When creating a signature it is generally best to keep it as short as possible.
Disclaimers & confidentiality notices in emails are generally regarded as having little or no legal significance, so lengthy signatures just use up bandwidth.
In your country there may be legal requirements for email footers. For instance in the UK if you are a limited company you must put your company registration number and other information in the footer (Out-Law)
Placing images in signatures can be very annoying for the recipient. This especially applies if you embed the image in the email itself, as that means that the recipient must download the image. We have seen cases where the signature contains images of 200kB - which are only of vanity purposes for the sender; the recipient does not want to see those images. Remember the recipient may be reading your email on a mobile device with slow Internet speeds and a usage limit (or paying per MB), so don't fill it up with unnecessary images! Only include images if the recipient will want to see them, or you don't mind annoying them and costing them money.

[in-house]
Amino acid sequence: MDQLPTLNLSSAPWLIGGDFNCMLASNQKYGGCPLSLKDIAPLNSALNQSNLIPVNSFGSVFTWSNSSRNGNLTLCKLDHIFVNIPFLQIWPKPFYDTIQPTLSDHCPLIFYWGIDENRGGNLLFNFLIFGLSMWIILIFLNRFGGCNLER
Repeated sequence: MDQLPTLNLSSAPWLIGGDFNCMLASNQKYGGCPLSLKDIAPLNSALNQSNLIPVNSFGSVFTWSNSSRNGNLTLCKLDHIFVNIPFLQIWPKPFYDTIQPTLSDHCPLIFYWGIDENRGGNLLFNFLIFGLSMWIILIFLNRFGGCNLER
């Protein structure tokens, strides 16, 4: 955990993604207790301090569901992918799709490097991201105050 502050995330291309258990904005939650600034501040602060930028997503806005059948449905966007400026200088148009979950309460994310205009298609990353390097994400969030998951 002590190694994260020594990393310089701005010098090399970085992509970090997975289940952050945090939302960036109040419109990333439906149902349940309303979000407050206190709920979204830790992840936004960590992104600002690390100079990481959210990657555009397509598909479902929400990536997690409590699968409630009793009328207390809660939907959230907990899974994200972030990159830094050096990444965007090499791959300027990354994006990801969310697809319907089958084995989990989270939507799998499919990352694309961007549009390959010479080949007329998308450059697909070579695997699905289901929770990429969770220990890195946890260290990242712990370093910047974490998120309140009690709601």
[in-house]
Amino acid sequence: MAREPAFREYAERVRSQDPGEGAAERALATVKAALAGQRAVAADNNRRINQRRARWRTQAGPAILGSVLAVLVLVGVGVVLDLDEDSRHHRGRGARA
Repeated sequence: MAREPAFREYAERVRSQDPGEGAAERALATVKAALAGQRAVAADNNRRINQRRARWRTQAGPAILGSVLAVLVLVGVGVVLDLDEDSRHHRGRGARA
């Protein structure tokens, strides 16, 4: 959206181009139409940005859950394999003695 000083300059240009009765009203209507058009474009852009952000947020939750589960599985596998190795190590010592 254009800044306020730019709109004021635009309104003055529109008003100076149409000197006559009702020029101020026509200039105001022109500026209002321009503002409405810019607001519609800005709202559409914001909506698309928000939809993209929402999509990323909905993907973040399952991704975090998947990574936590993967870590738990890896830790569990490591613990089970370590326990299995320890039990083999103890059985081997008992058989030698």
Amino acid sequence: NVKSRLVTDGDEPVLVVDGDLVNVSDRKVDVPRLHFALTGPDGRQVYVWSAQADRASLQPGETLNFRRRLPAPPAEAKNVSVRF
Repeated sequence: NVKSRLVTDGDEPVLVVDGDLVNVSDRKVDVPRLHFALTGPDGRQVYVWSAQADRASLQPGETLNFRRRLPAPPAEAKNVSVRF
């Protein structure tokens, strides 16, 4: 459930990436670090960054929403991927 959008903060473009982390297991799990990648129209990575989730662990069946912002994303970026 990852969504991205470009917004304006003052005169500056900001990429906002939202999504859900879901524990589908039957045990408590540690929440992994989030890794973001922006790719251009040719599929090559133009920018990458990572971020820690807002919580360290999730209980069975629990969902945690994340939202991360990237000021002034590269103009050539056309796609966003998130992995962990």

If you MUST include an image in the signature, then you should link to an image on your website rather than embedding the image in the email itself. This gives the recipient's email client the option of whether to download the image or not (eg on mobile devices). Because of this, the signature facility built into VPOP3 will only let you link to an external image, rather than embedding it in the message itself. Big companies such as Amazon, eBay etc, will all link to images on their site rather than embedding them in their messages, so this is not anything unusual.
Also, including images in email signatures will often make them more likely to be caught by spam filters.